The other day in my post about omens, Ash made a good comment, asking about the geographic considerations of totemism. While I replied, I wanted to elaborate more on that in today’s post.
You can probably tell from some of my writing on totems that I already have a rather unorthodox view of them. I don’t interact with them in any indigenous cultural context, and my work has a decidedly neopagan flavor to it. Additionally, I like to experiment with magic in general, and so a lot of my recent magical activity has revolved around taking totemism in new directions. This includes working with a wide variety of totems, rather than limiting myself to Big, Impressive North American Birds and Mammals (BINABM).
I can definitely see the argument that it makes more sense to work with the animals native to your area. This sort of geographically-oriented totemism can be incredibly helpful in getting in touch with your local area, where you live and who shares that place with you. All four of my directional totems are BINABM that can reasonably be found near where I’ve lived (though they may be a few hundred miles away, depending). And the fact that they’re all found in North American temperate zones helps me to connect both with them, and with where I live. The daily elemental meditations I’ve been doing are a good demonstration of this connection.
However, I am not only a product of my geography, but also of my culture–and I live in a globally aware culture (relatively speaking). Americans may not know everything about every country outside the U.S. (and in fact may be criticized for international ignorance) but we are as a culture at least aware of the fauna of other places, from Australian marsupials to the creatures of the African Savannah. In my cosmology, every species of animal has a totem, regardless of whether that totem is widely acknowledged or not. And since learning about a new animal is literally a Wikipedia article away, having an odd creature we’ve never even heard of show up in totemic form isn’t cause for utter confusion.
Case in point: two of the totems I’ve worked with recently are Silver Dollar and Bachman’s Warbler. Both of these came up in meditations with an experimental system I’ve been developing. Silver Dollar is a fish commonly seen in tropical aquarium setups; before I got into contact with him totemically I had no idea he was of South American origin. As for Bachman’s Warbler, this little bird, either exceedingly rare or possibly (though not officially) extinct, is native to the Southeastern U.S. and Cuba, and I’d never even heard of that species until the totem came popping in one day. True, she’s still from the U.S., but the totally opposite corner and thousands of miles away. That’s a lot farther extent than the fauna knowledge of the indigenous people of the Pacific Northwest had for most of their history.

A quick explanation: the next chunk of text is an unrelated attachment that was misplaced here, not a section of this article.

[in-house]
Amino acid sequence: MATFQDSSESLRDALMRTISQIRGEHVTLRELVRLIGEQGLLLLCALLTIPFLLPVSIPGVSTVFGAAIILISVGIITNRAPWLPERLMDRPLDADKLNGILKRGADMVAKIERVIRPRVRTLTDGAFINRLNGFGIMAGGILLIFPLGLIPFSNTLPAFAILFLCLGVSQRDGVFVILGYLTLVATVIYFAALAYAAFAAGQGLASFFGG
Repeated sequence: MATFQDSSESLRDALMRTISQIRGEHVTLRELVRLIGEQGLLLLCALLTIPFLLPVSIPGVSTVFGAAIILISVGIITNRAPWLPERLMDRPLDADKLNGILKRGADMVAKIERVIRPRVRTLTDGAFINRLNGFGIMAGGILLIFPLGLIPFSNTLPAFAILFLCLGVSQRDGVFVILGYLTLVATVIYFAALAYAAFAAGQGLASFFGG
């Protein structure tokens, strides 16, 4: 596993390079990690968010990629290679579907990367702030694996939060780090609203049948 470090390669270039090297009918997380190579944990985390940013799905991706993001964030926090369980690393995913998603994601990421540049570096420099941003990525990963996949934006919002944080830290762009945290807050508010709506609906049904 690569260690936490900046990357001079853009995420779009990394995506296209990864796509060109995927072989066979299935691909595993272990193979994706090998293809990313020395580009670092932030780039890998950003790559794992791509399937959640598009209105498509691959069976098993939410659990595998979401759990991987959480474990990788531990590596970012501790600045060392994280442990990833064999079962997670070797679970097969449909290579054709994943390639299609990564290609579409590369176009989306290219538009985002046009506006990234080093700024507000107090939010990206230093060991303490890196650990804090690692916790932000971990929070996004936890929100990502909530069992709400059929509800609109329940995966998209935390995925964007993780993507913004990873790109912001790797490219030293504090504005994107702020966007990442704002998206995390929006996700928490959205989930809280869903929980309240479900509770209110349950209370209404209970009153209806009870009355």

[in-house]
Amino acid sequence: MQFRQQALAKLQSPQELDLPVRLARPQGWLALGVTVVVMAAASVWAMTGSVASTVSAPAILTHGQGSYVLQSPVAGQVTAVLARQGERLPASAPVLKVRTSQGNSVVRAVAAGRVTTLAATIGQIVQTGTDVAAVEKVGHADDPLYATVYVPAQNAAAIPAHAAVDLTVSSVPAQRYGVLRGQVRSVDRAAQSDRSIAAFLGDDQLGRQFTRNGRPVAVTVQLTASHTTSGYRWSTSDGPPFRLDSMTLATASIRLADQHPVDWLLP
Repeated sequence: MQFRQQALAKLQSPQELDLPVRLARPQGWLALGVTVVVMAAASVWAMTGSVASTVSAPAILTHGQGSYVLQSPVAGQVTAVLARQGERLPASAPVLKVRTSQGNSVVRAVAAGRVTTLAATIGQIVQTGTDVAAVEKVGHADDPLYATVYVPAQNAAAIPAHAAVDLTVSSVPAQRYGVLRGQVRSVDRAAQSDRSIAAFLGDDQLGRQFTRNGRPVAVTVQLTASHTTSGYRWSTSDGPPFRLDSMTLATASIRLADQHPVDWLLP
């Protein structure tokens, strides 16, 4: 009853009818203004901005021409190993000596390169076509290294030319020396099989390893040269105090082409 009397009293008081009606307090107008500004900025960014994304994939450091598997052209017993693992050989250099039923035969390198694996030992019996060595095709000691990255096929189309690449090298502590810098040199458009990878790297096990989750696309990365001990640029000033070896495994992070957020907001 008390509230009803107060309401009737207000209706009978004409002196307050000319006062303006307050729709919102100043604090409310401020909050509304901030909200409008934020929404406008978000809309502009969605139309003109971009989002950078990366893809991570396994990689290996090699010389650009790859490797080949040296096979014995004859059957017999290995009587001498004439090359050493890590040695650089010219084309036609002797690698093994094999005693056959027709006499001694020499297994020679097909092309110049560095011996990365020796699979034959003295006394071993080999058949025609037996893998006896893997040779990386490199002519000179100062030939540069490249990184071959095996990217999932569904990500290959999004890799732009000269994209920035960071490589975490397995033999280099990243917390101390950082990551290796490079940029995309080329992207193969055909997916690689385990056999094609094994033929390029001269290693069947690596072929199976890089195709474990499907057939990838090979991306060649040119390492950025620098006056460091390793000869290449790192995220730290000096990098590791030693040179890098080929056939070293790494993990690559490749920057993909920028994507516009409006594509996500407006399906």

Additionally, as we become more globally aware, we can’t ignore what’s going on. A current example is the struggle in Burma–I’ve been watching this with interest for a variety of reasons I won’t get into, as I don’t want to start a political debate here (that’s what my personal blog is for 😉 ). Needless to say, it’s an important thing, even if it isn’t happening here in the good ol’ U.S. of A. In the same way, my relationship with totems isn’t just me taking and taking from them; it also involves helping them. Part of my work with Bachman’s Warbler involved giving her aid in trying to locate any remaining physical representatives of her species were left. And one of my goals with therioshamanism is to be able to aid animals around the world with both mundane and magical actions. While there are plenty of endangered species right here at home, some of the most threatened live an ocean away.
Therefore, it behooves me to learn to make contact with totems in all places. Just as it’s important to know what’s going on with humans worldwide, so is it good for me to be aware of animals globally, to include on a totemic level. Totems can make requests of specific ways to help their physical “children”, and while this does not replace mundane actions such as donating to animal-based nonprofits, writing to political figures, and consuming consciously, it is one of several avenues I can take to help improve things.
I have talked to people who claim that working with spirits outside of their geographic location makes the local spirits angry. I haven’t had that problem; I primarily work with totems (particularly the global ones) in my own ritual area in the upstairs half of our apartment, and none of the “local” totems or others have complained. I do make sure to honor the locals (including the directional totems) before each evocation, which I would imagine helps. What I’ve found is that while, to an extent, totems do behave as, well, animals, I don’t end up with conflicts between them, such as Wolf attacking Deer. They realize why they’ve been called, and I haven’t seen any indication that predatory totems need to feed on prey totems, or that anyone feels the need to start a dispute when in what’s essentially *my* territory (which is essentially safe space for all I allow into it).
So this is why I work with such a variety of totems, rather than sticking to the BINABM. It works for me, though as always YMMV.